Updated: Jan 22, 2020
There are many strong contenders for Ashdown Forest's most iconic view, and each has its own set of distinguishing features. Surely the winner - if indeed it is right to have one - must include open heathland, despite it's rather coarse, dishevelled appearance, and some Scots Pine trees. Despite being slap-bang in the middle of South-East England's crowded commuter belt there are many wonderful distant vistas thanks to the Forest's elevated position. These afford sweeping views of both North and South Downs in Surrey and Sussex respectively, usually under large, energetic skies. We could include other elements, but heathland, pine trees, long views and big skies will suffice, and this north-facing prospect has it all.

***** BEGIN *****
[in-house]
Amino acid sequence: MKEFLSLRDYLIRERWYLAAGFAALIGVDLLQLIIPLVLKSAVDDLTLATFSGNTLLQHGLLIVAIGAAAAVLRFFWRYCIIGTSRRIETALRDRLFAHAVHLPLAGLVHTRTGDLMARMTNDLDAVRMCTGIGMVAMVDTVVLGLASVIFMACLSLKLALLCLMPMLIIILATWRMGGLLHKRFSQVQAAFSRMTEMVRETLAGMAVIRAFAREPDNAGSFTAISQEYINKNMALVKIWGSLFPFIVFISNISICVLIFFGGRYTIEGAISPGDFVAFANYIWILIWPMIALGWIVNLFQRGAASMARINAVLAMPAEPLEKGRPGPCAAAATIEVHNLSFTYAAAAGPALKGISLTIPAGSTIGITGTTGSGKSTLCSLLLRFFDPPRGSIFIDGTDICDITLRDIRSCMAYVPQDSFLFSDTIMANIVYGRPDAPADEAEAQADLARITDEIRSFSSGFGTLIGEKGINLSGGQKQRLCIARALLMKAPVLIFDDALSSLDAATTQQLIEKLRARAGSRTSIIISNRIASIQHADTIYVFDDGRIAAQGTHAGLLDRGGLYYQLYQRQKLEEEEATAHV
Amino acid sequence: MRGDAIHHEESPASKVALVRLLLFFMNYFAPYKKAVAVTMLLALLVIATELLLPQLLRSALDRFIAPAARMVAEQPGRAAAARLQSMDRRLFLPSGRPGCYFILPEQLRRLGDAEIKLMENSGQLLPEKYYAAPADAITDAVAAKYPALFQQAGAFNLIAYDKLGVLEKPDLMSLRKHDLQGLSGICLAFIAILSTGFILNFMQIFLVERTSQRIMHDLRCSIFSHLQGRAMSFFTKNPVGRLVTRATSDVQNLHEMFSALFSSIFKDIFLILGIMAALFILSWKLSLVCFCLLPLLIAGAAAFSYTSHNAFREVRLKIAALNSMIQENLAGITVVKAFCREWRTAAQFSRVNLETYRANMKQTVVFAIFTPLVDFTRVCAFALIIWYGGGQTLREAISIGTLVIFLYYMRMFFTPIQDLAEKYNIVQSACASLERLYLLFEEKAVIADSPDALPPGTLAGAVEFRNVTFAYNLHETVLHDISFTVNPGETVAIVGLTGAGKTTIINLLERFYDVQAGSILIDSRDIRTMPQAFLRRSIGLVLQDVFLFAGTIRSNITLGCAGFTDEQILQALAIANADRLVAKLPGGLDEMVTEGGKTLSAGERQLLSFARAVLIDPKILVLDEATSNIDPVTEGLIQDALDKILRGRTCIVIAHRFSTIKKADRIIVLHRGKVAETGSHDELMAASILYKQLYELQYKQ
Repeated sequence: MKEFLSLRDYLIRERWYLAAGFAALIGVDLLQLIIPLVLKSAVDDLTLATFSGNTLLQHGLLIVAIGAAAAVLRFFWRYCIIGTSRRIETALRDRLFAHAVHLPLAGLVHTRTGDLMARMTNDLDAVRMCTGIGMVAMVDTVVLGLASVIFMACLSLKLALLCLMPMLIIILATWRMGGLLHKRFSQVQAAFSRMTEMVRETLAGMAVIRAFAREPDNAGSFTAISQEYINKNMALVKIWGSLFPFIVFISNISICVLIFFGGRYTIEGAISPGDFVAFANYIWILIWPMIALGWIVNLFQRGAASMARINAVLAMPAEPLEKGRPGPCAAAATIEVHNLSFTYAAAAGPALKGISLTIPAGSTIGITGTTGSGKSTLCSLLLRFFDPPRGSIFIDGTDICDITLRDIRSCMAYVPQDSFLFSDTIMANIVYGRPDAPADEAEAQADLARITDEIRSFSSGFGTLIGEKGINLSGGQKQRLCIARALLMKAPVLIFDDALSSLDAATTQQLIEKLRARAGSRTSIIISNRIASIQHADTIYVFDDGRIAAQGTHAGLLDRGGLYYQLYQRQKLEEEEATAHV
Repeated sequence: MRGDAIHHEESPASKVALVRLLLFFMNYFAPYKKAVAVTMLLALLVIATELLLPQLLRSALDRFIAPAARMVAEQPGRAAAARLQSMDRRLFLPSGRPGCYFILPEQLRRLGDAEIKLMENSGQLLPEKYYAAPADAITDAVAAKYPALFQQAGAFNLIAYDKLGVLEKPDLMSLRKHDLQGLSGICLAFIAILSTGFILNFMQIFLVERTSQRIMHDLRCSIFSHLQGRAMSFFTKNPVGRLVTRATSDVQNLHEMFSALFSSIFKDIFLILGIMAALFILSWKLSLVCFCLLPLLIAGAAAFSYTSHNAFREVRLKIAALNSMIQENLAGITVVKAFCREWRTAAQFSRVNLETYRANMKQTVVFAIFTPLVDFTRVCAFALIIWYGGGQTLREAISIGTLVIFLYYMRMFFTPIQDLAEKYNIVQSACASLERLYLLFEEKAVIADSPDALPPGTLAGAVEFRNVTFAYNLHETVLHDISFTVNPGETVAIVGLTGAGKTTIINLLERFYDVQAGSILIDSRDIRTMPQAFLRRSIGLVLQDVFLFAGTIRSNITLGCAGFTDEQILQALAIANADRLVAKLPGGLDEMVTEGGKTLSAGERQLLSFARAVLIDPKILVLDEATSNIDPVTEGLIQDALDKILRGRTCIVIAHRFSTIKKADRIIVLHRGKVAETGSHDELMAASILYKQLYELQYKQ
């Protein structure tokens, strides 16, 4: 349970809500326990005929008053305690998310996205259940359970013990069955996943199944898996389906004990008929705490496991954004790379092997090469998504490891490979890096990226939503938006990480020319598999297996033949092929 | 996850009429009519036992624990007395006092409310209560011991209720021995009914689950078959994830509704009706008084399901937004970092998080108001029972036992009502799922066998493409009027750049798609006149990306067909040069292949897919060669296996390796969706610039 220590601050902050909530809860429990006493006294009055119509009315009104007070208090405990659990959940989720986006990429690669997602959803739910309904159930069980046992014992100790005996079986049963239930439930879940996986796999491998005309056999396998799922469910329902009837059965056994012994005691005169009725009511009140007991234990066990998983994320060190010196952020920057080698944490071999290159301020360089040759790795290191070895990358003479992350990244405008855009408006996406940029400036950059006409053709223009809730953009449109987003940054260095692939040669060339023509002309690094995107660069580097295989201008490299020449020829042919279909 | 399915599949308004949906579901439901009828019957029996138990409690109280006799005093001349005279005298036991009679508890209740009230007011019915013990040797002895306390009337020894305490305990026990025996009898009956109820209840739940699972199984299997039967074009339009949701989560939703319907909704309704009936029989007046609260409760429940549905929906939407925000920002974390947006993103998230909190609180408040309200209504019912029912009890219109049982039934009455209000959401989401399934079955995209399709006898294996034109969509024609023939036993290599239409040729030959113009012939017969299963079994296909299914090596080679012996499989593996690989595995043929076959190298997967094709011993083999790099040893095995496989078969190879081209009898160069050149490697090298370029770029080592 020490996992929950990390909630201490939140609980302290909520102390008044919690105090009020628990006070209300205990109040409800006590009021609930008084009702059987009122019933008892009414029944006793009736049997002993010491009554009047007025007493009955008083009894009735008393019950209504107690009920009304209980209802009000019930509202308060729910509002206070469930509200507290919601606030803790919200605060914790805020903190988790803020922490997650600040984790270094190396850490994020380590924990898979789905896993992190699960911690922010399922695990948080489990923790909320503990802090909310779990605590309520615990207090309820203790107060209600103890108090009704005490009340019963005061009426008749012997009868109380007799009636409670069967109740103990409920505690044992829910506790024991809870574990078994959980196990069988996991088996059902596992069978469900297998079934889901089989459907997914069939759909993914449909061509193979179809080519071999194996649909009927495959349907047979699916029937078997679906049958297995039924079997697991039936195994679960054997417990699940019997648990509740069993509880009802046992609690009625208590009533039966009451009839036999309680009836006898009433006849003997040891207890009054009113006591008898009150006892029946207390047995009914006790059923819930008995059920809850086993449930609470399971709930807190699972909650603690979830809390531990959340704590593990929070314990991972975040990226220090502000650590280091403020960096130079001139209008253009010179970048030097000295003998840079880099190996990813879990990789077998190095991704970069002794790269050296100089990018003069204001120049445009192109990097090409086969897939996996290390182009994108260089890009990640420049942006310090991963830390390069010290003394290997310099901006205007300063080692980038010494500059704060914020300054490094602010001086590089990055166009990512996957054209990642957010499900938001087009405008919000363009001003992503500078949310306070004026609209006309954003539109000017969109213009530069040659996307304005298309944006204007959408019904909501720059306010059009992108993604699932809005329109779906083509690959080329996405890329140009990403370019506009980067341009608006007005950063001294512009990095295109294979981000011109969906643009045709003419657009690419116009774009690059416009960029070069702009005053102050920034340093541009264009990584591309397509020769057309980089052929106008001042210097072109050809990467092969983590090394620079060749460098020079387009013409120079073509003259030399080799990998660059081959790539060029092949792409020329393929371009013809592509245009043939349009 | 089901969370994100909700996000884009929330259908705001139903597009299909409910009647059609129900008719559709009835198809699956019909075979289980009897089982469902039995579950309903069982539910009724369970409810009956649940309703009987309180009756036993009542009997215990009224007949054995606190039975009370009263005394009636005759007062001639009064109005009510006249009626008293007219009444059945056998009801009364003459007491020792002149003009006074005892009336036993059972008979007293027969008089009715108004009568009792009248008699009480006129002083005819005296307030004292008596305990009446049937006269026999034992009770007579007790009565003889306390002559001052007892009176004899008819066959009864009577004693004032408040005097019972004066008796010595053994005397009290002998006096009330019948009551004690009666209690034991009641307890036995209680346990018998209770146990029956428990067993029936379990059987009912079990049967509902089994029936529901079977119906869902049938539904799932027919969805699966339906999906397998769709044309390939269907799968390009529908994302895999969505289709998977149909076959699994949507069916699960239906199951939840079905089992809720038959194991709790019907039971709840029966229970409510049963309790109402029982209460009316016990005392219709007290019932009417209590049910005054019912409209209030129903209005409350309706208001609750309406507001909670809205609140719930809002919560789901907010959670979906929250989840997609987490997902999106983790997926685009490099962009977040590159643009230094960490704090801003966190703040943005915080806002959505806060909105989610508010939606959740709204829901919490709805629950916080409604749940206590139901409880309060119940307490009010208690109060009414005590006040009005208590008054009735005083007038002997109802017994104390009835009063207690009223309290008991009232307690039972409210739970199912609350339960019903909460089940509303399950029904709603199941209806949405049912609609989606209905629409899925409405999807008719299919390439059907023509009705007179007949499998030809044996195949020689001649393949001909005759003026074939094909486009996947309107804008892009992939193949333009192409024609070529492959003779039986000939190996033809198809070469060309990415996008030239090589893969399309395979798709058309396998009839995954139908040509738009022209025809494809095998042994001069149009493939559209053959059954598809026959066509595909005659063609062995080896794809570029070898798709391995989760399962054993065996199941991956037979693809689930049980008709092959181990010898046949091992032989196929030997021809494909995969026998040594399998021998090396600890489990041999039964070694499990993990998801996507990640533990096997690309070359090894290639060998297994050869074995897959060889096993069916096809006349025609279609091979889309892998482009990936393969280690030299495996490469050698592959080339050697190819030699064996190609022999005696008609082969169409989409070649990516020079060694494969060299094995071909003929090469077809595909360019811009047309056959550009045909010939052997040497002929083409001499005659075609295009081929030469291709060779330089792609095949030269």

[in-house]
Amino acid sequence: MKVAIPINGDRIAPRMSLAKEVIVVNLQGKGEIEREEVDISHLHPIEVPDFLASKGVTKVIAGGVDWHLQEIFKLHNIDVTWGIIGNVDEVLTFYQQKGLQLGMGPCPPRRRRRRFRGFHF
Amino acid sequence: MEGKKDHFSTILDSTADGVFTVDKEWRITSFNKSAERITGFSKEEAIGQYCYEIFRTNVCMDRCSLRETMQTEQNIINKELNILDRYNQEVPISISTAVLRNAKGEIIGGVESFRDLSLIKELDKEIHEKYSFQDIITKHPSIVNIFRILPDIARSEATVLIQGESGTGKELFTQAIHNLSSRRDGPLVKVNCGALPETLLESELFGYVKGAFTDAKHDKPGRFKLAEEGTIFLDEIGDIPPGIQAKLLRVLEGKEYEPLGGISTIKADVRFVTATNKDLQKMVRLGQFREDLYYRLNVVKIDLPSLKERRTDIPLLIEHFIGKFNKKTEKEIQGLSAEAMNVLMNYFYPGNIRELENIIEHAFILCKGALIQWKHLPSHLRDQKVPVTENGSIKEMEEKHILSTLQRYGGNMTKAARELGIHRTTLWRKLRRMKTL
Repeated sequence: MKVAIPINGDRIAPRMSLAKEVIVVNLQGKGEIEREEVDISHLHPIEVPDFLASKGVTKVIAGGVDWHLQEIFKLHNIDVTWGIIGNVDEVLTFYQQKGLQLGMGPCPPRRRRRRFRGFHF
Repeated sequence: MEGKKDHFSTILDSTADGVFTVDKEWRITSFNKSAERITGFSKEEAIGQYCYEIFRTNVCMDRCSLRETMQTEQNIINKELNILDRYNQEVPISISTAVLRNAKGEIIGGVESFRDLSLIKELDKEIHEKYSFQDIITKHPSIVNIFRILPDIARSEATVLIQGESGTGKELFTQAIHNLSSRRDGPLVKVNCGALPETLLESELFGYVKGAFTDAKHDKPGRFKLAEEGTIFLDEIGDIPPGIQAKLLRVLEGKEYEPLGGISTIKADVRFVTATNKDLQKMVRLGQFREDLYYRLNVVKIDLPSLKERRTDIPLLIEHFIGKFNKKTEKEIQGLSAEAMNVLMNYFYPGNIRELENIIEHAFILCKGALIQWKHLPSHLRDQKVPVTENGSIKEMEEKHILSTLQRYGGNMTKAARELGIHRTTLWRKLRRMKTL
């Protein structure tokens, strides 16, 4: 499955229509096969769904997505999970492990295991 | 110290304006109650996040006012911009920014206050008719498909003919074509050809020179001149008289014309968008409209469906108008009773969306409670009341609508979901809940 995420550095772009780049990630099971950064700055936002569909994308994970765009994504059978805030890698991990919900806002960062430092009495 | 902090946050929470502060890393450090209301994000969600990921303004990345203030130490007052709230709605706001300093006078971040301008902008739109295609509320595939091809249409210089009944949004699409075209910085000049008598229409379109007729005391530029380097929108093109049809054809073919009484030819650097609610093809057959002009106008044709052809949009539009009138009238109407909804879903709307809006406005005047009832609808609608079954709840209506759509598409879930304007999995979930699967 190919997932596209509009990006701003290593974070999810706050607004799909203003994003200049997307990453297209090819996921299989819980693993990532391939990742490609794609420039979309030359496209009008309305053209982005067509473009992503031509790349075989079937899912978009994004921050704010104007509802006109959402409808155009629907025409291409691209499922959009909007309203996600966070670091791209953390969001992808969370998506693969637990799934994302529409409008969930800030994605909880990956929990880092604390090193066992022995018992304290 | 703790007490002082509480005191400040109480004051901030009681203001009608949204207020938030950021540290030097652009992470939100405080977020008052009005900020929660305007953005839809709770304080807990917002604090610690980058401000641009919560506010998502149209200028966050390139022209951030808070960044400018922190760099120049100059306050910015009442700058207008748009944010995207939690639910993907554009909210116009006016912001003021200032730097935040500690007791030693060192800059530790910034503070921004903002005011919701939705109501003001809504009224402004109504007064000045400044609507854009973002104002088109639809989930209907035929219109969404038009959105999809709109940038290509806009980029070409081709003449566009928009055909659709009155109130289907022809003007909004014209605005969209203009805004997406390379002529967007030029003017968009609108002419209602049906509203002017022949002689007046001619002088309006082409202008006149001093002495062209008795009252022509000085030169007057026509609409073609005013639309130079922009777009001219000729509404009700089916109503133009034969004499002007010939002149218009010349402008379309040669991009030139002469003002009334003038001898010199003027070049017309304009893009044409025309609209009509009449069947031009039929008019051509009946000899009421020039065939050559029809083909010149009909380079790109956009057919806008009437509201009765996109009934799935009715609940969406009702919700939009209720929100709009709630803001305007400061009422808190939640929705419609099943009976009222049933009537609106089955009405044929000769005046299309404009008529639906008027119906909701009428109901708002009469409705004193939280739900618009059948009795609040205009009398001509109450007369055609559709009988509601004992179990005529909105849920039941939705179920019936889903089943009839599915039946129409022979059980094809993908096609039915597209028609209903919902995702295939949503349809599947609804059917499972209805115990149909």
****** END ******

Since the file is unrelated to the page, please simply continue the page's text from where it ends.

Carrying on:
You only need to walk for a couple of minutes from Wren's Warren car park to arrive in this captivating landscape. Ashdown has a number of auspiciously positioned Scots Pines, standing alone, and this one is perhaps the most majestic. It has an impressive stature and is in really good nick, acting as a strong focal point in the middle of the open heathland. I have been here many times and, more often than not everything is grey, brown, and just a little bit dreary. Perhaps that can be forgiven - it's just a stone's throw away from Eeyore's Gloomy Place, that melancholy corner of A.A. Milne's imagination. However, under the lamp of November's late afternoon sun it is an entirely different matter. Reds, golds and soft purple shadows transform the scene. Strongly coloured scenes can present challenges to the landscape artist. It would be easy to create an incoherent, technicolour splurge, but the role of the artist is to enhance some colours, play down others, and blend them into a compelling vision. At least, that's the theory.